As power-measuring devices become more affordable and user-friendly, it is important to investigate why and how this new technology can help make you a better cyclist.
Start at the core
Sure the legs are the primary engines that propell your bike forward, but they get a lot of help from the lower back and abdominals. Carmichael Training Systems has three ways to get your trunk up to speed.
The sun sets earlier, the weather is colder and the racing season is over. What's a cyclist to do? Spin classes can be a great way to maintain fitness, if you pick the right class.
Mix it up
Especially in warm-weather climates, cyclists tend to get into a rut, says Sara Balantyne of Carmichael Training Systems. "I always try and encourage my athletes to get out and experience some other 'aerobic' activity."
Coach for hire
With all the money you spend on "titanium this" and "cabon fiber that," perhaps the best thing you can buy is a little advice and direction. Find out why a coach should be on your list of must-have items.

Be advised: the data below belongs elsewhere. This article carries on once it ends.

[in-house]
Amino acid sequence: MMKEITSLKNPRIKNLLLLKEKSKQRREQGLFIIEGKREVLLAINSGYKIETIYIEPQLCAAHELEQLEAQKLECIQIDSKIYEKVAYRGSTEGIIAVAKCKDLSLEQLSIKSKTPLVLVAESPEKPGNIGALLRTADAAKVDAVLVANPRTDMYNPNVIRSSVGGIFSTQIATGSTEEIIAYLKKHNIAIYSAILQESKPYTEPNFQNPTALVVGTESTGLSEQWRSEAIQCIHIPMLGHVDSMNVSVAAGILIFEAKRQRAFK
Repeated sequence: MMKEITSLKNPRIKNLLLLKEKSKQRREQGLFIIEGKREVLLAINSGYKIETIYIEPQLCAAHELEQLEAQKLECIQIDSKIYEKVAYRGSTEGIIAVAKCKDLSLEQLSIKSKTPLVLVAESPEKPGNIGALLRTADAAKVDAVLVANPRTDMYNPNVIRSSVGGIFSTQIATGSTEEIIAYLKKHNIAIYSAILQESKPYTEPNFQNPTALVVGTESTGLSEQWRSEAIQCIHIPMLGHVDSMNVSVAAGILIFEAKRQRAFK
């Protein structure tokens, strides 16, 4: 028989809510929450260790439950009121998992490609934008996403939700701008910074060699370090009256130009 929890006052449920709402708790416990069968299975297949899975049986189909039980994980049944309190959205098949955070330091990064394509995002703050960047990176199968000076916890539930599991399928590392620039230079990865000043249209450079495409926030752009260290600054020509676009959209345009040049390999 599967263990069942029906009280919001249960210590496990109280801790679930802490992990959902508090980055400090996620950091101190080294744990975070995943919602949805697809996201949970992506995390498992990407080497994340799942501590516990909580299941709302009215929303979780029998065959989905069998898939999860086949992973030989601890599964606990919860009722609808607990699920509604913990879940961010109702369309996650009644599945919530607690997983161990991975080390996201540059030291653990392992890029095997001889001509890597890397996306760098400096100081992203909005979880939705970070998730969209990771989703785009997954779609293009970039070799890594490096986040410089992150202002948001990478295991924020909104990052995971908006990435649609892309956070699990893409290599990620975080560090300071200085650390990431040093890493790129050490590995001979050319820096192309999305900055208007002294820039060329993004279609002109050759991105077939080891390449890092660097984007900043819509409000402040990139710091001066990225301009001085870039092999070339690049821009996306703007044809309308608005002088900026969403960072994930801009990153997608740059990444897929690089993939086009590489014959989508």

Drop a sprinter
It's come down to the end of the race and all the big sprinters are still there, ready to play their high-speed game. But with some guts and a lot of pain, you can keep the speed demons at bay.
The lactate zone
In part two of this two-part story, Chris Carmichael explains how to use your heart rate monitor to determine and train within your lactate threshold.
You got the beat?
Sure heart rate monitors are great. But if you learn how to use them properly, you can turn this fun gadget into a cool tool. (Part one of a two-part story)
Climbing for flatlanders
Convinced only featherweight cyclists from hilly areas can climb well? Oftentimes, it's not the size of the rider, it's the techniques they use to make molehills out of mountains.